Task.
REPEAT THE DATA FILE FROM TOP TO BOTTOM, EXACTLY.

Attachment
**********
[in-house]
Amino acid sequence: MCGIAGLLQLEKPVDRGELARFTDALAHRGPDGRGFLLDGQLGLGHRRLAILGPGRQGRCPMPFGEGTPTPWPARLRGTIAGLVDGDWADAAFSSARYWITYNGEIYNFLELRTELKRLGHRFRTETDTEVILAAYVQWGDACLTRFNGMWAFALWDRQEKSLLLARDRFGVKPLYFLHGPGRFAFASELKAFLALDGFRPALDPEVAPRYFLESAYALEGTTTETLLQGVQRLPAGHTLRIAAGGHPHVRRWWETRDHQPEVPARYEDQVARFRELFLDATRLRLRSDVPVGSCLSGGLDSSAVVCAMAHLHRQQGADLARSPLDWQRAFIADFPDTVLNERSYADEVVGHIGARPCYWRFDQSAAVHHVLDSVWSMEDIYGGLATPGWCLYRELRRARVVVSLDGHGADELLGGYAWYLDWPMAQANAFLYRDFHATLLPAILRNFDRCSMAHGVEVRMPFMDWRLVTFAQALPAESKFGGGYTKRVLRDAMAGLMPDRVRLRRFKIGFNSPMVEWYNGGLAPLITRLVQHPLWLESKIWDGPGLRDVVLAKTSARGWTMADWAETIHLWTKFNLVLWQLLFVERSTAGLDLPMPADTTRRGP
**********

[in-house]
Amino acid sequence: MCGIAGLLQLEKPVDRGELARFTDALAHRGPDGRGFLLDGQLGLGHRRLAILGPGRQGRCPMPFGEGTPTPWPARLRGTIAGLVDGDWADAAFSSARYWITYNGEIYNFLELRTELKRLGHRFRTETDTEVILAAYVQWGDACLTRFNGMWAFALWDRQEKSLLLARDRFGVKPLYFLHGPGRFAFASELKAFLALDGFRPALDPEVAPRYFLESAYALEGTTTETLLQGVQRLPAGHTLRIAAGGHPHVRRWWETRDHQPEVPARYEDQVARFRELFLDATRLRLRSDVPVGSCLSGGLDSSAVVCAMAHLHRQQGADLARSPLDWQRAFIADFPDTVLNERSYADEVVGHIGARPCYWRFDQSAAVHHVLDSVWSMEDIYGGLATPGWCLYRELRRARVVVSLDGHGADELLGGYAWYLDWPMAQANAFLYRDFHATLLPAILRNFDRCSMAHGVEVRMPFMDWRLVTFAQALPAESKFGGGYTKRVLRDAMAGLMPDRVRLRRFKIGFNSPMVEWYNGGLAPLITRLVQHPLWLESKIWDGPGLRDVVLAKTSARGWTMADWAETIHLWTKFNLVLWQLLFVERSTAGLDLPMPADTTRRGP